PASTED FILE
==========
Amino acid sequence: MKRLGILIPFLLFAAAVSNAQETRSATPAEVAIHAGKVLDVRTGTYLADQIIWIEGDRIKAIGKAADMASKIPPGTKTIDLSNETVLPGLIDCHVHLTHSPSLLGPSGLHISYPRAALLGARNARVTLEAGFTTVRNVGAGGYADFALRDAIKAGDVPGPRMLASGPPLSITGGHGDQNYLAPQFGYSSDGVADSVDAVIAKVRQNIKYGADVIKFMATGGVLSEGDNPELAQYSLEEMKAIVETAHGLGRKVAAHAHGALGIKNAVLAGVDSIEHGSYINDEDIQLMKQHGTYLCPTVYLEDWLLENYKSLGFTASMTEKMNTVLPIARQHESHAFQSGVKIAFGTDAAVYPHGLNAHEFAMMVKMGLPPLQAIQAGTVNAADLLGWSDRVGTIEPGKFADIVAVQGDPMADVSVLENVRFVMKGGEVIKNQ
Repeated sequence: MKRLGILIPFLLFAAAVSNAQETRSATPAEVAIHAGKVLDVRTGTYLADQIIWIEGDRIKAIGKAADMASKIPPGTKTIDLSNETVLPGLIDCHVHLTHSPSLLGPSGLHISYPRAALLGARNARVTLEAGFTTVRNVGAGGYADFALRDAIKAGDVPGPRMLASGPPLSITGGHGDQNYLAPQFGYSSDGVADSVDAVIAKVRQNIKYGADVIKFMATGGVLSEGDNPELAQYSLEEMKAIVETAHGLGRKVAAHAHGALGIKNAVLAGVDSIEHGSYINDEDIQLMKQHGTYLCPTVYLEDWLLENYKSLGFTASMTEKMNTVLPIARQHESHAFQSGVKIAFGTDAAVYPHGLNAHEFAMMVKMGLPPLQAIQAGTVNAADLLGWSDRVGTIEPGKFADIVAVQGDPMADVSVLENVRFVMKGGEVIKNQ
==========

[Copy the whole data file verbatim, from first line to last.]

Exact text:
Amino acid sequence: MKRLGILIPFLLFAAAVSNAQETRSATPAEVAIHAGKVLDVRTGTYLADQIIWIEGDRIKAIGKAADMASKIPPGTKTIDLSNETVLPGLIDCHVHLTHSPSLLGPSGLHISYPRAALLGARNARVTLEAGFTTVRNVGAGGYADFALRDAIKAGDVPGPRMLASGPPLSITGGHGDQNYLAPQFGYSSDGVADSVDAVIAKVRQNIKYGADVIKFMATGGVLSEGDNPELAQYSLEEMKAIVETAHGLGRKVAAHAHGALGIKNAVLAGVDSIEHGSYINDEDIQLMKQHGTYLCPTVYLEDWLLENYKSLGFTASMTEKMNTVLPIARQHESHAFQSGVKIAFGTDAAVYPHGLNAHEFAMMVKMGLPPLQAIQAGTVNAADLLGWSDRVGTIEPGKFADIVAVQGDPMADVSVLENVRFVMKGGEVIKNQ
Repeated sequence: MKRLGILIPFLLFAAAVSNAQETRSATPAEVAIHAGKVLDVRTGTYLADQIIWIEGDRIKAIGKAADMASKIPPGTKTIDLSNETVLPGLIDCHVHLTHSPSLLGPSGLHISYPRAALLGARNARVTLEAGFTTVRNVGAGGYADFALRDAIKAGDVPGPRMLASGPPLSITGGHGDQNYLAPQFGYSSDGVADSVDAVIAKVRQNIKYGADVIKFMATGGVLSEGDNPELAQYSLEEMKAIVETAHGLGRKVAAHAHGALGIKNAVLAGVDSIEHGSYINDEDIQLMKQHGTYLCPTVYLEDWLLENYKSLGFTASMTEKMNTVLPIARQHESHAFQSGVKIAFGTDAAVYPHGLNAHEFAMMVKMGLPPLQAIQAGTVNAADLLGWSDRVGTIEPGKFADIVAVQGDPMADVSVLENVRFVMKGGEVIKNQ